Beyond general awareness-raising, communication activities will also aim to provide practical information on support services available for migrant entrepreneurs.

 

Activities to be supported under this Work Package will therefore concern the set-up of integrated campaigns of communication that may include the use of websites, social media, mobile phone applications and the organisation of public events specifically targeting the migrant communities.

The use of existing migrant networks and the activation of recognised leaders within migrant communities will be essential elements of any communication campaign.

The final goal of all the activities described under this section (Work Package 1) will be to identify and recruit potential migrant entrepreneurs for targeted support activities, in particular training and mentoring schemes, as presented in the following sections of this call for proposal.

Work Package 2: Education and Training

The Commission will support the designing and delivering of training courses for migrants on how to start their own independent activity, either in the business or in the social field. Training courses should offer a good balance between a theoretical approach based on delivering information and knowledge, and a practical approach based on direct experience.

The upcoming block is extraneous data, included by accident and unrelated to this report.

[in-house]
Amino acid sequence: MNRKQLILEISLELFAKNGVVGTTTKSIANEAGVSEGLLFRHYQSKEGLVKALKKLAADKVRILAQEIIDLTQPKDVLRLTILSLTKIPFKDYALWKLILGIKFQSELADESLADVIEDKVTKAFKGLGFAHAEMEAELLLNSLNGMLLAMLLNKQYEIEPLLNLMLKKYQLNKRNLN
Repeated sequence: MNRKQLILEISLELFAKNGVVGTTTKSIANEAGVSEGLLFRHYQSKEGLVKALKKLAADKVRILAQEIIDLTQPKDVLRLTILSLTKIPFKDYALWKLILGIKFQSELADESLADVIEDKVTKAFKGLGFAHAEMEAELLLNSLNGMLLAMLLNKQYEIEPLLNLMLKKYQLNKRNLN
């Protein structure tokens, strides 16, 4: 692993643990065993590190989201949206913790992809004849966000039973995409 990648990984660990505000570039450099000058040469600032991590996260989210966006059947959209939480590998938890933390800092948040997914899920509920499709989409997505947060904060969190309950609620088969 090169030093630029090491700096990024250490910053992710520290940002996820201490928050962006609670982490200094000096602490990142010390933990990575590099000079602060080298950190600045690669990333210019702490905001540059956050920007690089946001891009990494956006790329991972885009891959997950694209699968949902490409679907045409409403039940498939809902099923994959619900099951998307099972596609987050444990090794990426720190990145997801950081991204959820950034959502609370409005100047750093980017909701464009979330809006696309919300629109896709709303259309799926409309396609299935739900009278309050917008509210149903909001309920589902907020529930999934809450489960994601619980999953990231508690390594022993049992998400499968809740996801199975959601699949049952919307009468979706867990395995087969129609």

Training courses will typically address the following topics, among others:

  • −  Idea generation;

  • −  Entrepreneurial thinking and behaviour;

  • −  Financial literacy;

  • −  Business planning;

  • −  Market research;

  • −  Management skills;

  • −  Legal and administrative aspects of setting up a company;

  • −  How to access funding;

  • −  How to hire employees in accordance with the law and with labour market rules.

Training actions will also aim to:

  • −  Improve knowledge of the host market and of the local business environment;

  • −  Help migrants to assess the feasibility of their business project;

  • −  Guide migrants in implementing their own ideas and help them concretely to start their enterprise;

  • −  Offer migrants practical information and advice on legal and procedural aspects, both related to their status in the host country and to local rules to start and manage a business.

Training actions may also include knowledge and advice on how to extend the activities of the newly created business to the country of origin of the migrant, in view of a possible future reshoring of activities - once external conditions will make it feasible - in order to benefit local development.

In general, training courses may address a variety of areas that are relevant to starting and running a business, such as:

  • −  T ax regulations;

  • −  Social security obligations;

  • −  Labour market rules;

  • −  Advice regarding risk taking; etc.